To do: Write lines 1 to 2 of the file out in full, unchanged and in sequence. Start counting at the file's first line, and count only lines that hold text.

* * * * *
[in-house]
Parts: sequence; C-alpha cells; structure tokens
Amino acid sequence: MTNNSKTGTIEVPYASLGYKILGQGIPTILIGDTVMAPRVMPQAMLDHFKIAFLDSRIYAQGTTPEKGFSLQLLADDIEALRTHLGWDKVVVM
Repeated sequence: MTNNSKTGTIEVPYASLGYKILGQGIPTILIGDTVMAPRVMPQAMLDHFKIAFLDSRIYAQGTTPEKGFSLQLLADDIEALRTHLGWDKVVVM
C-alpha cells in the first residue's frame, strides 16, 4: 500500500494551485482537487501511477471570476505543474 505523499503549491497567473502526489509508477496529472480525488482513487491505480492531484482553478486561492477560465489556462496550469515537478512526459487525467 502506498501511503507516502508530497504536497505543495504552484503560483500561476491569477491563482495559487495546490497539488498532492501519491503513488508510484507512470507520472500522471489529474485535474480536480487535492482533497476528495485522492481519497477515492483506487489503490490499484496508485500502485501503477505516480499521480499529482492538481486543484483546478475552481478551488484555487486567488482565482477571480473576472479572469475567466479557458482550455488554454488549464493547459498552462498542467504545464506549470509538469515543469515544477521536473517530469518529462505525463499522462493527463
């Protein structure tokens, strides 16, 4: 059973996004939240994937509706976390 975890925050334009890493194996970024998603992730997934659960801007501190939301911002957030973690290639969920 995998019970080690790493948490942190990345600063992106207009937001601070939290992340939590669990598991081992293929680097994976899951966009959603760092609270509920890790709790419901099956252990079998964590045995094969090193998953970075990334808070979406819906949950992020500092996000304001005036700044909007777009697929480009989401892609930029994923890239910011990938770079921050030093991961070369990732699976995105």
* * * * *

[in-house]
Parts: sequence; C-alpha cells; structure tokens